Perimenopause or premenopause are relatively new terms that have been used within the last twenty years for women moving closer to menopause.
These stages can be very confusing for women, especially those under the age of 45. Some women may still be having periods, although these may be lighter or less regular as the hormones begin to reduce. Symptoms can be broad ranging, depending on the individual, and can often be confused with other conditions. For this reason, it is important to seek medical advice to receive a diagnosis.
During your perimenopause, the levels of the hormones oestrogen and progesterone fluctuate significantly. It is the imbalance of these hormones that causes many of the symptoms. Symptoms are very similar to those of the menopause and include irregular and/or heavy bleeding, insomnia, night sweats and/or hot flashes, worsening PMS, migraine, vaginal dryness and abdominal weight gain. These physical symptoms are often accompanied by emotional issues such as anxiety, depression, irritability, mood swings, palpitations or even chest pains.
Women whose ovaries stop functioning fully before the age of 40 may have a condition called Premature Ovarian Insufficiency (POI). With POI, hormone imbalance can fluctuate drastically and cause ovaries to stop working normally. In many cases, the ovaries do not completely fail, and in this way it differs from menopause. In POI, the ovaries often work differently at different times, depending on the levels of hormones in the system at that time. There can be occasional menstrual periods, and even ovulation or pregnancy. This can even happen several years after the initial diagnosis at times when the hormone levels in the ovaries temporarily increase, allowing conception, and is a possibility for 5-10% of women with POI who have been previously unable to conceive.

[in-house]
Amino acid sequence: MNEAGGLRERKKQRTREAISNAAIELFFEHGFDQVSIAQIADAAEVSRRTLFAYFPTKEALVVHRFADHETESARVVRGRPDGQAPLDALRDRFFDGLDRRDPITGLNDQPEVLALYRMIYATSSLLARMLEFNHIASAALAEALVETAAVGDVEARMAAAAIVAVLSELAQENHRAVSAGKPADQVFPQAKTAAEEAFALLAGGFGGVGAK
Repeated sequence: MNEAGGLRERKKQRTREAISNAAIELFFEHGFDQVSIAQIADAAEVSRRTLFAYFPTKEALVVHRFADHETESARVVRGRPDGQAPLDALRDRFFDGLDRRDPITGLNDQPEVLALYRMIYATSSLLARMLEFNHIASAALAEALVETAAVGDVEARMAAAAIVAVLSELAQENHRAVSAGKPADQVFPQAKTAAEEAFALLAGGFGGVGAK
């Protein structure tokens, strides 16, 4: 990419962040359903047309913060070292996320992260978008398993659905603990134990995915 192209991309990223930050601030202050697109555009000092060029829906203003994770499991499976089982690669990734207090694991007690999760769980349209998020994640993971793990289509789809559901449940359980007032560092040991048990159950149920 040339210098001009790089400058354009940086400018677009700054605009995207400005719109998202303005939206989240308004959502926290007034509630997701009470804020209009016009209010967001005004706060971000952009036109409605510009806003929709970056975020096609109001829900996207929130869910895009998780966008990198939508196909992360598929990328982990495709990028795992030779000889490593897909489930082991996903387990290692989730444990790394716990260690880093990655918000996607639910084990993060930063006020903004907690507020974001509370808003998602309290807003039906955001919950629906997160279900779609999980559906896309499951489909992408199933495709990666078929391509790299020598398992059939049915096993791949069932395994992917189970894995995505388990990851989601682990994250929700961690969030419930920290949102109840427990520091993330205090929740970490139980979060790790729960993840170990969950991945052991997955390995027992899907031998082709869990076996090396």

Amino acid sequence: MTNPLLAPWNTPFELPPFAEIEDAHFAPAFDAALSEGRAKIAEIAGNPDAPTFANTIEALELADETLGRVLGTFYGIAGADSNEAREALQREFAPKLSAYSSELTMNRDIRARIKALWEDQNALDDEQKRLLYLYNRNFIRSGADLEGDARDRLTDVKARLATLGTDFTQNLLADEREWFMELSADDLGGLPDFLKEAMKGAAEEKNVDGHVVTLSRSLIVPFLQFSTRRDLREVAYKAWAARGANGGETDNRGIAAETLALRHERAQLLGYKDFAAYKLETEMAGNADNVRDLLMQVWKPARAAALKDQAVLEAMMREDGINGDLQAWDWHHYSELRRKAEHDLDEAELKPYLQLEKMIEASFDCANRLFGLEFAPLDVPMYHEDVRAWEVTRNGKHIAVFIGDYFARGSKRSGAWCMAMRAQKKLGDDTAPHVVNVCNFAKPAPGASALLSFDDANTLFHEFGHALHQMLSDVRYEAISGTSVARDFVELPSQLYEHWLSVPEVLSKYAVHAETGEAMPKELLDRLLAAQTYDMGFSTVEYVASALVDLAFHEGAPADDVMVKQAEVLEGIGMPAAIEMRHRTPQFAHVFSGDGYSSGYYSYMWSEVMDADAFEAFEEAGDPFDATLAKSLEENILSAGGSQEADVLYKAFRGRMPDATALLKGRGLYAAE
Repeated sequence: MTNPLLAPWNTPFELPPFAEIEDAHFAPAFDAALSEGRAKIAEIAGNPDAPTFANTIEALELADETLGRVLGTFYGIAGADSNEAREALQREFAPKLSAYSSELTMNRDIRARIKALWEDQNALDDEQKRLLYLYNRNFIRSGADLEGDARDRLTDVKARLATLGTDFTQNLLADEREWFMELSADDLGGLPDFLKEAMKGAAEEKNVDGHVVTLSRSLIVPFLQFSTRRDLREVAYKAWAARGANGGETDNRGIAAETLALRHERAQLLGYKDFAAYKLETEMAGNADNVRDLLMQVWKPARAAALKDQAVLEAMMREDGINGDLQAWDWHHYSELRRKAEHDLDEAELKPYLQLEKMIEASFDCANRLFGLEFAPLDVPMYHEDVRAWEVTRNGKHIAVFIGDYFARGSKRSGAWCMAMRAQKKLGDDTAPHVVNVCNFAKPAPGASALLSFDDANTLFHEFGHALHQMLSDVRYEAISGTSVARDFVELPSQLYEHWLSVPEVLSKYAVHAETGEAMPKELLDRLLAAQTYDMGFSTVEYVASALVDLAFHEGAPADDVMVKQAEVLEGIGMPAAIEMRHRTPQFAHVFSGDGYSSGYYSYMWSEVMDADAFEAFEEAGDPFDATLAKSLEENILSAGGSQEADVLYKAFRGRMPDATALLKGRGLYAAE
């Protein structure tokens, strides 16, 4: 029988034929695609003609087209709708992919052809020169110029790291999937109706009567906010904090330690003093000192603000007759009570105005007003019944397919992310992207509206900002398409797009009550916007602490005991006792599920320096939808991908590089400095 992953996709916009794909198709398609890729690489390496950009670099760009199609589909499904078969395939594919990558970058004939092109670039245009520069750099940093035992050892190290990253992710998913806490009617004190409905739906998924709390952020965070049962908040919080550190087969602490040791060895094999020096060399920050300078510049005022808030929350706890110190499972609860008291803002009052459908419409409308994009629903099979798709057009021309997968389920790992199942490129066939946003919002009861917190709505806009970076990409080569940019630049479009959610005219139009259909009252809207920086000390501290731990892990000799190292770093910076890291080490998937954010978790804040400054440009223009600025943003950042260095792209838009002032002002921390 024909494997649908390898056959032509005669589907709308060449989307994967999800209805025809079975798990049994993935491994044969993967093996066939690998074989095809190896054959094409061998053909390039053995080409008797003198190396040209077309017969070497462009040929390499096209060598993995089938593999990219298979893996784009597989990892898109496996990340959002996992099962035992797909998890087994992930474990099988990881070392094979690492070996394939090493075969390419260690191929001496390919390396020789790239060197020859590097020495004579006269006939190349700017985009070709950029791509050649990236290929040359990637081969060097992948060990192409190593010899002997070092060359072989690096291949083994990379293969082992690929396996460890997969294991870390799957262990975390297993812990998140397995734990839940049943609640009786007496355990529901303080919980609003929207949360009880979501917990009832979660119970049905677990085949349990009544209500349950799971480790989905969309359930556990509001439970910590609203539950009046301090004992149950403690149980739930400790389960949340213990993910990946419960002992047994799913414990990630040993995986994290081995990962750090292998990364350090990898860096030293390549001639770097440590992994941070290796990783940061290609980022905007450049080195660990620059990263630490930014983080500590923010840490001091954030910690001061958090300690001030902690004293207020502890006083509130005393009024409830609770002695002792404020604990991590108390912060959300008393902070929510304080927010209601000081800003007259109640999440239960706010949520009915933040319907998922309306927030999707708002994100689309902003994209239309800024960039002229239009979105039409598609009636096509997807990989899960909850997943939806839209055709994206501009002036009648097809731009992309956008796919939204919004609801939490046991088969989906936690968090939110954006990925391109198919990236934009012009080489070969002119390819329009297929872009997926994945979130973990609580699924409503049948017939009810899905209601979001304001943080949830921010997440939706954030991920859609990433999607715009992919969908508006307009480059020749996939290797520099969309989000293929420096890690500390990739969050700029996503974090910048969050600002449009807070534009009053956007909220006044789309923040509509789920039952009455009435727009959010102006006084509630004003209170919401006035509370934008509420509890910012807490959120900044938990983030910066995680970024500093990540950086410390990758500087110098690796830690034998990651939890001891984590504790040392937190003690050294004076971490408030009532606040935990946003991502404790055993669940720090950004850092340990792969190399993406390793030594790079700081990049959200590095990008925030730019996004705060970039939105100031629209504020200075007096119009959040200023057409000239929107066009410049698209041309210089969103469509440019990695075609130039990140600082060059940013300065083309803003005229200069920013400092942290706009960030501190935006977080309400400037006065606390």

The blood test FSH (Follicle Stimulating Hormone) can be used to measure hormone levels and determine whether POI is present, although other blood tests may be needed as well. These are the same tests that are used to diagnose the menopause
When POI is diagnosed, treatment in the form of hormones is usually prescribed to counter the risk of conditions such as osteoporosis and heart attack. Hormone treatment is required to replace any missing hormones between diagnosis of POI and the time when the woman reaches the age when her menopause is normal. None of the risks normally associated with Hormone Replacement Therapy should be an issue for women under the age of natural menopause.
Symptoms can be eased by healthy lifestyle choices, and natural supplements produced to treat menopause symptoms will help too. It is advisable to speak to a wellbeing specialist or pharmacist for recommendations to find out which supplements are suitable for you.